Because the American population hasn’t spoken with the same opposition, most of these companies still use GM ingredients and derivatives in our food. Derivatives include oils and lecithin. Almost every other industrialized country has regulations to label genetically modified foods – except for the U.S.
Some U.S. Food Manufacturers that Are Likely Using GM Ingredients
A representative from a food manufacturer who for now wishes to remain unnamed (because the company is in the process of changing some of their verbiage) gave me the following information about processed foods and GM ingredients:
The issue is very complex for processed or composite food products. Anything that we buy as a single ingredient direct from an original source of supply, like soy protein, sugar, maltodextrin, gums, etc, is non-GMO. The issue of non-GMO arises when you have to purchase composite ingredients that consist of several ingredients from different sources, like flavors, it is virtually impossible to maintain total non-GMO status with 100% certainty. Very few processed food products are absolutely non-GMO. Most food companies aren’t aware of many of these issues and many times, they will put such a designation on their products if one key ingredient, like soy protein, is non-GMO. Please bear in mind that most companies do not test their product for being non-GMO. They simply rely on statements and documents from their suppliers, who many times may inadvertently be mistaken themselves. For these reasons, we do not make any claims that our products are completely non-GMO, even though in fact they may be.
As of August 2009, Pepsi was still using GM ingredients in their products. It may be a surprise for some folks to see the list of products that Pepsi manufactures keeping in mind that most soft drinks have high fructose corn syrup which is very highly likely to be genetically modified: Mountain Dew, Amp energy drink, Sun Chips, Lays potato chips, Doritos, Tostitos, Tropicana juices, Dole juices, Quaker Oats, Aunt Jemima Syrup, Rice-A-Roni, Gatorade, and Aquafina .
Yes, Gatorade is among that list. Here’s a shout out to all you sports enthusiasts who exercise for your health. Drinking Gatorade could be doing more harm than hydration.
The list of food manufacturers below is neither all inclusive nor fully confirmed. It is challenging to find concrete information, because there are no regulations in the US to label genetically modified foods! Safest bet: if it is not labeled non-GMO, then it likely has GM ingredients or derivatives. If anyone has additional information to offer, please post a comment. I want to honor the integrity of any food manufacturer that is taking steps to remove GM ingredients in the US.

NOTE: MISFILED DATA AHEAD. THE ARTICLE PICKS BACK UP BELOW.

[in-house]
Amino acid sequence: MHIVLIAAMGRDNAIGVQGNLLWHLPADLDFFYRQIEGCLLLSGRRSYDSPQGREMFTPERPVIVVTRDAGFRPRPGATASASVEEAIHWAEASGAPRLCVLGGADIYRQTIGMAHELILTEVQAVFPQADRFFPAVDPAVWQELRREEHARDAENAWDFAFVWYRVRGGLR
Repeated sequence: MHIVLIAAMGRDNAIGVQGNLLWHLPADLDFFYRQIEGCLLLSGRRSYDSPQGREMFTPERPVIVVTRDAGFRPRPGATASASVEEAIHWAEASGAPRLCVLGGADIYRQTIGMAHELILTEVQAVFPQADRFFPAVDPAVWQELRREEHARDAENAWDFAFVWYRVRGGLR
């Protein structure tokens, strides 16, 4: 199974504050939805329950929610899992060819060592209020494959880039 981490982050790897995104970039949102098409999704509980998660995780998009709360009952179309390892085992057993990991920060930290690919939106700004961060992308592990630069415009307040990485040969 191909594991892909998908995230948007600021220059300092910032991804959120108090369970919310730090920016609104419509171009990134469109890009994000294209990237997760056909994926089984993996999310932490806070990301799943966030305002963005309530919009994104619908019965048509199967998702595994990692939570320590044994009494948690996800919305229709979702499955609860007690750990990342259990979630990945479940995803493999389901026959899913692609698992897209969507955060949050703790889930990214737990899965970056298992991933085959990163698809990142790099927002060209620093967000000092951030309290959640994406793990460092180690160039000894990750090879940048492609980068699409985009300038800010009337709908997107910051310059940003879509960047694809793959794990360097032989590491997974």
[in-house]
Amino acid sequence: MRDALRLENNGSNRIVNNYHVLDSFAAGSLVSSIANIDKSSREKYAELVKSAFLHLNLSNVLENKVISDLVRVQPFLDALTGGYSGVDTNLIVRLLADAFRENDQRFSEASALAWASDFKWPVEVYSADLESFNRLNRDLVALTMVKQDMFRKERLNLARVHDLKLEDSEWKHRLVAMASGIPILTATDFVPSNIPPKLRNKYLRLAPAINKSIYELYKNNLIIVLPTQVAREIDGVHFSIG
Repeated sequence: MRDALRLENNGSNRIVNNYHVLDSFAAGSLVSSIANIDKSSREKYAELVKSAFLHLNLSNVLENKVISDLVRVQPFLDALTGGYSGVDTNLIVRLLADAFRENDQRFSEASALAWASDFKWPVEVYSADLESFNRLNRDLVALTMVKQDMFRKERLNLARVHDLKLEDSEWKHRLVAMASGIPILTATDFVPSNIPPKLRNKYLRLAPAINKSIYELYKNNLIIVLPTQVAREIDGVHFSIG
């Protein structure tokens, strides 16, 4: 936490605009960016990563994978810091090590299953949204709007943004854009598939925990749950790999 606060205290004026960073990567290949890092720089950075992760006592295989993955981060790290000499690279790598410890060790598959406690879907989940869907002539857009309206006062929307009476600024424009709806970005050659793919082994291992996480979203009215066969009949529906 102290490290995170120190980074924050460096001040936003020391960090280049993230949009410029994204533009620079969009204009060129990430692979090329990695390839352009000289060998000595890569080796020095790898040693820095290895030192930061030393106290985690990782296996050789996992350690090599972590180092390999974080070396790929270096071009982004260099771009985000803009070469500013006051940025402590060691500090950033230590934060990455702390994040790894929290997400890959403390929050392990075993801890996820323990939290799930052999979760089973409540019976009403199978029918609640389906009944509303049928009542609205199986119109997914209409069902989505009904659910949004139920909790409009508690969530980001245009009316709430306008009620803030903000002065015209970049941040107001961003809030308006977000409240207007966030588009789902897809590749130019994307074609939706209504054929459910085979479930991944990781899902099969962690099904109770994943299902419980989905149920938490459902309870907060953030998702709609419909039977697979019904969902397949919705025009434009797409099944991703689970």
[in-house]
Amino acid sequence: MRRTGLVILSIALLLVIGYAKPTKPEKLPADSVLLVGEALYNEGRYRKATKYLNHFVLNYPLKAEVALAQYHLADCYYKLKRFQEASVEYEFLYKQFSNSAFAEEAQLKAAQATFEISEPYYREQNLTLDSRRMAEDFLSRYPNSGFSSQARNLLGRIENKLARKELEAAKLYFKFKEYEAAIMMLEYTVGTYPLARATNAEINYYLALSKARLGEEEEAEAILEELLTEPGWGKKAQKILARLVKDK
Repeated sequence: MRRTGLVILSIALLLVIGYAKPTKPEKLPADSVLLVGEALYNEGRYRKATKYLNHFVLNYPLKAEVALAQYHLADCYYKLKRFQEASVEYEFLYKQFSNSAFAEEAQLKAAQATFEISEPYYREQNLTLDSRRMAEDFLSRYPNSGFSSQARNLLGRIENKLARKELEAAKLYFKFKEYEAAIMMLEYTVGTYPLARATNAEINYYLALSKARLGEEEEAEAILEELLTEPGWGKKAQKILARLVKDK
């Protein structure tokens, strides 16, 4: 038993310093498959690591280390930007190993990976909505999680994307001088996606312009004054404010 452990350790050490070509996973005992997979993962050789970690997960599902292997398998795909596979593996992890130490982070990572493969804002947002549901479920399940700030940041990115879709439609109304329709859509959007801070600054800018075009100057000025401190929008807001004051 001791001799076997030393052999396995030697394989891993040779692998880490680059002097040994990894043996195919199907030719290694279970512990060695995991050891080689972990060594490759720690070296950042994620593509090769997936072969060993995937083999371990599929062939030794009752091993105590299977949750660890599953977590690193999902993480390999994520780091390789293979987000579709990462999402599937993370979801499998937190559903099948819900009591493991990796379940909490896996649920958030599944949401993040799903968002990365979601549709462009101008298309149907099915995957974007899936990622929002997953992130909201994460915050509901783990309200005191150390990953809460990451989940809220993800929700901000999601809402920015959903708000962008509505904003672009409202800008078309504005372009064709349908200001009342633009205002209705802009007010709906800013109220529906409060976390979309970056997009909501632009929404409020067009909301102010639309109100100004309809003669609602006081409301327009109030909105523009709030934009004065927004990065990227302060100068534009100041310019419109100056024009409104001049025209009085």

Producers of infant formula and baby foods: Beech-Nut, Enfamil, Good Start, Nestlé, Similac/Isomil
Frozen foods: Boca, unless labeled organic (Kraft), Celeste (Pinnacle Foods), Eggo Waffles (Kellogg), Gardenburger, Green Giant frozen meals (General Mills), Healthy Choice (ConAgra), Kid’s Cuisine (ConAgra), Lean Cuisine (Nestle),Marie Callender’s (ConAgra), Morningstar Farms, Morningstar Farms Natural Touch, unless labeled organic (Kellogg), Rosetto Frozen Pasta (Nestle), Stouffer’s (Nestle), Swanson (Campbell’s), Tombstone (Kraft), Totino’s (Smucker’s), Voila! (Birds Eye/Unilever)
Coca-Cola’s website has a statement that reads: We conform to all labeling regulations just as we comply with all other laws of the countries in which our products are sold. Just out of curiosity, I called Coca-Cola and asked, “Do your products contain genetically modified ingredients?” I was put on hold while the representative checked and she came back with the following:
Biotech corn is used in combination with traditional varieties in some parts of the world where we manufacture our ingredients. The refining process we use removes the genetic material.
Huh? How is it possible that Coca-Cola’s refining process removes GM material? She didn’t have an answer for this, so I did some searching on the world wide googleweb. Zippo. If anyone has information about this, please comment. And I’m still so curious to know why Coca-Cola would remove GM ingredients in Europe but then in the US go through the effort of incorporating these (presumably) same ingredients and then refine them out through some mysterious process. Could it be that it’s actually more cost effective to include the ingredients and then refine them out? Is this whole refining out GM ingredients total poppycock? Someone please educate me on this! That might very well be the first time I’ve ever used the word poppycock in a sentence.
Coca-Cola’s product list which includes Powerade, Odwalla, Nature’s Own, Nestea, Minute Maid, Fresca, Dannon, and Winnie the Pooh (yes, our little honey bear is owned by Coke) is too long to post everything here, so you can check out the website if you’re interested.
Check out Food Consumer for a more detailed list of foods that may contain genetically modified ingredients.
The next post, Part III: What you don’t know about your GMO won’t hurt you, will begin to identify some of the numerous issues and concerns with genetically modified foods.
Part I: The spoof’s in the genetically modified pudding
Part II – Those who grow a GMO
Part III – What you don’t know about your GMO won’t hurt you
Part IV: Farmers who save seeds are soon sued
Part V: Some kernels that may be of interest
Part VI - Banning together
Part VII – Soulutions for a GMO-free life